Pray Hope and Don’t Worry (Padre Pio)

One of the things I love about being Catholic is the treasury of the lives of the saints. Not only do they have the power to intercede for us from Heaven to help us get there, but their very lives inspire me far beyond what any athlete, celebrity, TV personality, or politician could ever do. I have favorite saints from every era of our Christian tradition, but have been especially interested in the modern saints, those who lived in my own lifetime. One such saint who died shortly after I was born is St. Pius of Pietrelcina (more commonly known as Padre Pio), an Italian Franciscan priest and friar. Like so many of the great saints, he overcame extraordinarily difficult obstacles, the kind that could crush a man who had no faith in God.

He was born into poverty of illiterate parents and grandparents. Despite their illiteracy, they were devout in their faith and steeped little Francis in it. (Francis was his baptismal name. He took the name Pio as a religious). He was a man who suffered severe physical ailments but managed to live to the old age of 81. His health was so poor, that when he was drafted as a young man to serve in the First World War, he was continually dismissed and recalled until they finally gave up on him as unfit for service. That was just as well, because the Lord had clearly designated him for serious spiritual combat instead. While many people are fascinated by his gift of the stigmata (the physical manifestation of the wounds of Christ’s own crucifixion), they were terribly painful physically and embarrassing to him, because he did not wish to draw attention to himself. Worse, because of his tremendous and unusual spiritual gifts, including those stigmata, some of his own brothers in the Franciscan accused him of being a fraud. This investigation went all the way to the pope. On top of that, he was harassed with completely baseless and false charges of sexual impropriety.

Despite all of these tremendous obstacles, he devoted himself absolutely tirelessly to helping the sick and the unfortunate. He healed both spiritually and physically, seemingly being able to peer directly into the soul of the thousands who came to him for confession (so they couldn’t hide what needed to be healed) and interceding for the physical healing of countless pilgrims.

Several years ago, I had the privilege of taking a pilgrimage in Italy to the place of his tomb. At the museum, there were hauntingly beautiful photographs of Pio staring unblinkingly at the Sacred Host while celebrating Holy Mass, with a look of such profound reverence, love and awe at the mystery He held within his hands, bandaged because of Christ’s wounds bleeding within him, that I have always tried to emulate that love for the Eucharistic Lord whenever I celebrate holy Mass. It is clear that he saw in that sacred Host the Lord crucified and risen out of love for us.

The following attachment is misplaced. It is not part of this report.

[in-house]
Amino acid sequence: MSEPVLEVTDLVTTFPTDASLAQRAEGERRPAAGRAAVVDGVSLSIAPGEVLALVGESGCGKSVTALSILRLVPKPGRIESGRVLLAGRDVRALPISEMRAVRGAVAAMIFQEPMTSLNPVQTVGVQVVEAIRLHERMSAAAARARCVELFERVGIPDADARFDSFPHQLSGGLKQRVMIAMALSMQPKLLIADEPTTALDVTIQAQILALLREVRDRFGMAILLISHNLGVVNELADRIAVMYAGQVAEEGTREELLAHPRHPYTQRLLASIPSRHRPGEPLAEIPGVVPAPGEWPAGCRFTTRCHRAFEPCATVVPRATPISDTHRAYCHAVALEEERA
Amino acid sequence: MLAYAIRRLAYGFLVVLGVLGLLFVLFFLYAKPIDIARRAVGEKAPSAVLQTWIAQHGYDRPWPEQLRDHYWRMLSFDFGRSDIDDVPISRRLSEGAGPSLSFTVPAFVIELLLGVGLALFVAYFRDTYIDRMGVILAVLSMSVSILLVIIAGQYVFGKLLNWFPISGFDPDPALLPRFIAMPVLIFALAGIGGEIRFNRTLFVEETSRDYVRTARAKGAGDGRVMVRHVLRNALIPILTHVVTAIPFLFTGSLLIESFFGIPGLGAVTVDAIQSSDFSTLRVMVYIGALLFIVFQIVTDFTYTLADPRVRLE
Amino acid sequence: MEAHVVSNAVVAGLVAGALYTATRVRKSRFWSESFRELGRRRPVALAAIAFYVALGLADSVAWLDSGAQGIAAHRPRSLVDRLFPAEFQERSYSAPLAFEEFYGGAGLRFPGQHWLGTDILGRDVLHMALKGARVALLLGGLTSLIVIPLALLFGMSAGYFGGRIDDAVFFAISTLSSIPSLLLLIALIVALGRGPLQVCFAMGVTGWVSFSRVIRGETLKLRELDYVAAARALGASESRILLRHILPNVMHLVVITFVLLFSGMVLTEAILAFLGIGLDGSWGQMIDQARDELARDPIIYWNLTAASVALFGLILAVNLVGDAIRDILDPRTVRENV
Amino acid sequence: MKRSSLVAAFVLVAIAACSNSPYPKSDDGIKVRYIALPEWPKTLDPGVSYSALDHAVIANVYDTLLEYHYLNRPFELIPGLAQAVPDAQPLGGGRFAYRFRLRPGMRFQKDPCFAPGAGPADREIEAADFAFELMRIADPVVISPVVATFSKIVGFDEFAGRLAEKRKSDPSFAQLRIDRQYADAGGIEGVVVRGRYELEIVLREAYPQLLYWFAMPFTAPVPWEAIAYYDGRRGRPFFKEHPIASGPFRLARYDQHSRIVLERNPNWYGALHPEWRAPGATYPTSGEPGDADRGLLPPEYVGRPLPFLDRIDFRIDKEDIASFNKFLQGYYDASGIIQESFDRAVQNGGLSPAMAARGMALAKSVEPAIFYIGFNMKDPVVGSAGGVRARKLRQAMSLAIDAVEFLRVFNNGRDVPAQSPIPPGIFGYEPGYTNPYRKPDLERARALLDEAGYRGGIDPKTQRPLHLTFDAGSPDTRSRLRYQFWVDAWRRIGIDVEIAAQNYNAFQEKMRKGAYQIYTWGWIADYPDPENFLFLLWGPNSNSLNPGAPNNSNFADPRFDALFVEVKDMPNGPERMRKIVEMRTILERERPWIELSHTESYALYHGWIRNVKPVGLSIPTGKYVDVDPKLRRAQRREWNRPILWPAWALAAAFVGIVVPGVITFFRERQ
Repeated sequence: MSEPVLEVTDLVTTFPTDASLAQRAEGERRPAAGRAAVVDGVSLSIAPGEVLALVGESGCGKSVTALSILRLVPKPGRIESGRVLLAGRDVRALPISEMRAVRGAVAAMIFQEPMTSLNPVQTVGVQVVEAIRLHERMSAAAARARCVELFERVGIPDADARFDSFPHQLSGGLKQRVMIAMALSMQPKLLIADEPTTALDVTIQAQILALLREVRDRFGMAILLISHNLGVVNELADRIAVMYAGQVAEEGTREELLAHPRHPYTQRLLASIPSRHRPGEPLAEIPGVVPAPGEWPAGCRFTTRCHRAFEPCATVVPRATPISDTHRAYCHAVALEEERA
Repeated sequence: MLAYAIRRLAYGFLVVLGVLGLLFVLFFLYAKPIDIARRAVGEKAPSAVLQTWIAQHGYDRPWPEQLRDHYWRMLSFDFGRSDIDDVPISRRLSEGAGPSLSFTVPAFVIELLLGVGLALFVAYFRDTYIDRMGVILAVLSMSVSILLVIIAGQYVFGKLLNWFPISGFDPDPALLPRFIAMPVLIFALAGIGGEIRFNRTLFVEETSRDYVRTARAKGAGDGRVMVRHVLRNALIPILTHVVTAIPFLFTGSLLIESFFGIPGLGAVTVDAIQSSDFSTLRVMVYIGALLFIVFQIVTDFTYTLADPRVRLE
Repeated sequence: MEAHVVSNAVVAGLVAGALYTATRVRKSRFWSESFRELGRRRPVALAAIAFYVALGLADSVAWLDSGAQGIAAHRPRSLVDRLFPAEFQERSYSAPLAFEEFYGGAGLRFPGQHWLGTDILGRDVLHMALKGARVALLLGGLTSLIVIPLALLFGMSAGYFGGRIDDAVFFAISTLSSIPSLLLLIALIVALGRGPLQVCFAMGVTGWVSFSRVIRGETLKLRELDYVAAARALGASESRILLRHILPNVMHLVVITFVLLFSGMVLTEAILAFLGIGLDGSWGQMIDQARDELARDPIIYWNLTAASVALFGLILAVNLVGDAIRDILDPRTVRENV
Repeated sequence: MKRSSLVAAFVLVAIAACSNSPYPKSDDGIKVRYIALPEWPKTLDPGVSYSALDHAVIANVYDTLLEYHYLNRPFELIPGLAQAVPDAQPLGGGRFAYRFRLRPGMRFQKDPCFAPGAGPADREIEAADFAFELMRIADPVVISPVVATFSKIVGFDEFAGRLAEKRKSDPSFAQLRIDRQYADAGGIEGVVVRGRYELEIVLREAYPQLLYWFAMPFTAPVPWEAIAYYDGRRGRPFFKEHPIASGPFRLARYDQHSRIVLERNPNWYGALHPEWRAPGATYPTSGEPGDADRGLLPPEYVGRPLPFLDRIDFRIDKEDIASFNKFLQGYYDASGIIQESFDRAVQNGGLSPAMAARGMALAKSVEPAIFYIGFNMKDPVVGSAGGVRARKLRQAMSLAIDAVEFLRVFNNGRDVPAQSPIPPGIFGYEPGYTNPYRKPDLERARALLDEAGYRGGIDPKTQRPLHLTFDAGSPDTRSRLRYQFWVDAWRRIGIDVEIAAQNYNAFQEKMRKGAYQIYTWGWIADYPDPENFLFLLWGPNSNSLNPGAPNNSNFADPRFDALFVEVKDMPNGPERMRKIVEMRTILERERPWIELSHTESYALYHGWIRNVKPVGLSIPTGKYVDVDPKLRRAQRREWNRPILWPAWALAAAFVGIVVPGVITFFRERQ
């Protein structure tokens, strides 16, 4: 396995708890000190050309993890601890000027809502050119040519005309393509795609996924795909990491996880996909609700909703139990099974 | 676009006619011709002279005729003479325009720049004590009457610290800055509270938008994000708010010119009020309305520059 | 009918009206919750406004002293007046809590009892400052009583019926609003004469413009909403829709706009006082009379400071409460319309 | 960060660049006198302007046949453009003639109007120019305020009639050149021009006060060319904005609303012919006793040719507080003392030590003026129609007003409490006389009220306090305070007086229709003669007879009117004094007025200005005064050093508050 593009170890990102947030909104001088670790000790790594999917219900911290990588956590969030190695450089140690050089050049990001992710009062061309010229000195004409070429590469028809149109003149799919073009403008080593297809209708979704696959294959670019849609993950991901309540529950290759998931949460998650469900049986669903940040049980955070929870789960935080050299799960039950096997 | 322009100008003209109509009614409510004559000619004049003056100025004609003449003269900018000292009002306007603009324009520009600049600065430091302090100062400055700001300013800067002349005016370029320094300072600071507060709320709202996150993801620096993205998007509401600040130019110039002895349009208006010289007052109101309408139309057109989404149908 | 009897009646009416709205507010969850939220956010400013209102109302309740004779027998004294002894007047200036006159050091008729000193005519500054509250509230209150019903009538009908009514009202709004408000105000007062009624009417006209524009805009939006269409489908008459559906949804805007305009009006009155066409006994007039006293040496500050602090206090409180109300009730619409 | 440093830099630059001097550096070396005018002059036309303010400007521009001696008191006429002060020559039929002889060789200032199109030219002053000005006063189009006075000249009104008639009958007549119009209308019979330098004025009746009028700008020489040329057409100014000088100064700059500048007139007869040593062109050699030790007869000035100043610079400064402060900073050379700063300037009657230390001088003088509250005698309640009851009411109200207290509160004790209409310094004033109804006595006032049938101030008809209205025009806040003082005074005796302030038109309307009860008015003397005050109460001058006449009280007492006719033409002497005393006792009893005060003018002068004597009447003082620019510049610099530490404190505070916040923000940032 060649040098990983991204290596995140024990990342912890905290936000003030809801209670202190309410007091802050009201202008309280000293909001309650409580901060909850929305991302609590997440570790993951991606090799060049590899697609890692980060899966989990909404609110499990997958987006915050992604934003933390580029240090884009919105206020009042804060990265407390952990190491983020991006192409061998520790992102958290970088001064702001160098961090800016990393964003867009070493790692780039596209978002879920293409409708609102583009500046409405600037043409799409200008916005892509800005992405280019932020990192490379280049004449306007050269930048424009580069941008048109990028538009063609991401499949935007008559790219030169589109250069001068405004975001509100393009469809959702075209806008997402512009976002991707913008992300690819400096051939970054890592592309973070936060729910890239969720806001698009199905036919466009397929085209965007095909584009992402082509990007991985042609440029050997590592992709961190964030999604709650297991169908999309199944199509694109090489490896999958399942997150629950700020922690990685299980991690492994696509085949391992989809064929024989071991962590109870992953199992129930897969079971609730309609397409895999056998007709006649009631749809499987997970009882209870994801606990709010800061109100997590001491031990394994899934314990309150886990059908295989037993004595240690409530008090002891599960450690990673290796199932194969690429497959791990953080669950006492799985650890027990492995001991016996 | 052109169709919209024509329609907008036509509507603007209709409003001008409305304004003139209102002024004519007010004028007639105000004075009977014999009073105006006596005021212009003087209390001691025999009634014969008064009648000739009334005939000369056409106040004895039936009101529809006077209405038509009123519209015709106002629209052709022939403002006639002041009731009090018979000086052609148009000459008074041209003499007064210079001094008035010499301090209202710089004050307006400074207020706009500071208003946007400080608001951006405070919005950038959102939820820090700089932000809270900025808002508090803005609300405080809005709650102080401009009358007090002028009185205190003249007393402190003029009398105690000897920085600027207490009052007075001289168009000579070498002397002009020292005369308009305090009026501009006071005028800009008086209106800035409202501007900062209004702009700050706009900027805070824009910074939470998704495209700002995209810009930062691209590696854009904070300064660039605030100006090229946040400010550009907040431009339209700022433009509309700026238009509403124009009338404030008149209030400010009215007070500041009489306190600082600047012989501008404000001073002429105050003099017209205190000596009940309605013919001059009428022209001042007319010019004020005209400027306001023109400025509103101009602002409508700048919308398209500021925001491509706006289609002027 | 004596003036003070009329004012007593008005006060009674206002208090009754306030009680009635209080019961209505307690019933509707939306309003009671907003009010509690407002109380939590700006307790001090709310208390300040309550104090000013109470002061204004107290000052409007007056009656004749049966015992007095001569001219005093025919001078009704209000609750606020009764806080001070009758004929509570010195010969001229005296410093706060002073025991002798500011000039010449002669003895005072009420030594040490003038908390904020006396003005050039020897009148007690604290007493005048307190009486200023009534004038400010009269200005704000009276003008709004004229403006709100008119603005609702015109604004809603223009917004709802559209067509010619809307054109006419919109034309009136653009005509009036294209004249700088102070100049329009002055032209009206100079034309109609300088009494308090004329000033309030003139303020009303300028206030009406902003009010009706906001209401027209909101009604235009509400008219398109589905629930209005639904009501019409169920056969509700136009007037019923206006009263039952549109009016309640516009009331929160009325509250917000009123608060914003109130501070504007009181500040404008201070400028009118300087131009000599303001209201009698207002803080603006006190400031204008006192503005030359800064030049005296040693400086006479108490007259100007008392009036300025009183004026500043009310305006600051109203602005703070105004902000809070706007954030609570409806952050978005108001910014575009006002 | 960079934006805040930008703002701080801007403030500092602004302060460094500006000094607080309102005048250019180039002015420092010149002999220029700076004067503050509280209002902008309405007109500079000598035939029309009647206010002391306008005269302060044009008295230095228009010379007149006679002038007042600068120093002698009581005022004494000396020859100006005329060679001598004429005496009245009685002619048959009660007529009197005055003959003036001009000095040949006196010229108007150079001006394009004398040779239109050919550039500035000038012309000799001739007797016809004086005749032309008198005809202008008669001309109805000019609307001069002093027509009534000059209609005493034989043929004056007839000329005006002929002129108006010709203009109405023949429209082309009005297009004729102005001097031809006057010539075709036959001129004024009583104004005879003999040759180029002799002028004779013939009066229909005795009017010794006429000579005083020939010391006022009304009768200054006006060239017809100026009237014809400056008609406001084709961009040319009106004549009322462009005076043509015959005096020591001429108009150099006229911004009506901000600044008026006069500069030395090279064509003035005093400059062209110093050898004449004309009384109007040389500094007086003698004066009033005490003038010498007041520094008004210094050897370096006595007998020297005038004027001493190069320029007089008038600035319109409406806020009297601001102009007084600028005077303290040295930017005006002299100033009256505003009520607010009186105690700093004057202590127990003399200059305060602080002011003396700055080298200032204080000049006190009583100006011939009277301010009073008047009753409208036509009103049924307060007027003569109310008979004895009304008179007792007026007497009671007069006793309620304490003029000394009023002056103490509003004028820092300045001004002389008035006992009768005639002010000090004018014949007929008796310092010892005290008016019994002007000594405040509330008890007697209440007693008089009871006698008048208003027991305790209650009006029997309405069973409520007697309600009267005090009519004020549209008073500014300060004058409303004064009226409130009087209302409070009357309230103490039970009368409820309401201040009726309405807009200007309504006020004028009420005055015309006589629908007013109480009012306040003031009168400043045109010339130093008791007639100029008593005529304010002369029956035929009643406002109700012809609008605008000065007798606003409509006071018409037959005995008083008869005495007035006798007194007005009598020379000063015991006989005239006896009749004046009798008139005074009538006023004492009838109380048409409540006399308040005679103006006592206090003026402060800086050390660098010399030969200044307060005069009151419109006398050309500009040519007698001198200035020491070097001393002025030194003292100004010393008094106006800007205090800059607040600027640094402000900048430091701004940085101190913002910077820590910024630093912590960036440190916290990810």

When I went on retreat recently, I came across a little booklet that I had picked up at that shrine containing some of his sayings and spiritual wisdom. I found it useful for prayer. Hope you do, too. In the excerpts below, it becomes very clear that Pio was a man who knew that we are in an intense spiritual battle against the devil who is attempting to derail our salvation and that Pio knew just what tools we need to engage in that battle. He also uses naval images, as his convent overlooked the Adriatic Sea.

  • Often pray to Our Lord in this way: O, Lord, you are my God and I will trust in You; You will protect me and you will be my shelter and I will not fear anything.
  • Do not fear your (spiritual) enemies. (They) will not amount to anything against the ship of your spirit, because its captain is Jesus, its guiding star is Mary.
  • Fight courageously and you will receive the deserved prize for strong souls. Never abandon yourself to your own problems. In the moments of very difficult struggle and extreme discomfort, pray; trust in God and you will not be overwhelmed by temptation.
  • Prayer is the best weapon that we have. It is the key to open God’s heart. You must talk to Jesus with your lips but also with your heart. In fact, in some circumstances, you have to talk to Him only with your heart.
  • Be courageous and do not fear [the devil’s] wrath. Always remember this: when your enemies are raging and roaring around the fortress of your will, it is a good sign, because it shows that they are not yet inside of it.
  • Our lifetime is short, but rewards for what we have done during it are eternal Let us perform good deeds, let us respect God’s will; let it be our star upon which our gazes are fixed during this seafaring journey. In this way we can reach nothing but a safe port.
  • You will not attain salvation if you do not cross a stormy sea.
  • I have nothing good in me that has not been made by God and nothing bad in me that has not been made by myself.
  • Be firm in your resolutions, stay in the boat where God has put you and let the storms come.

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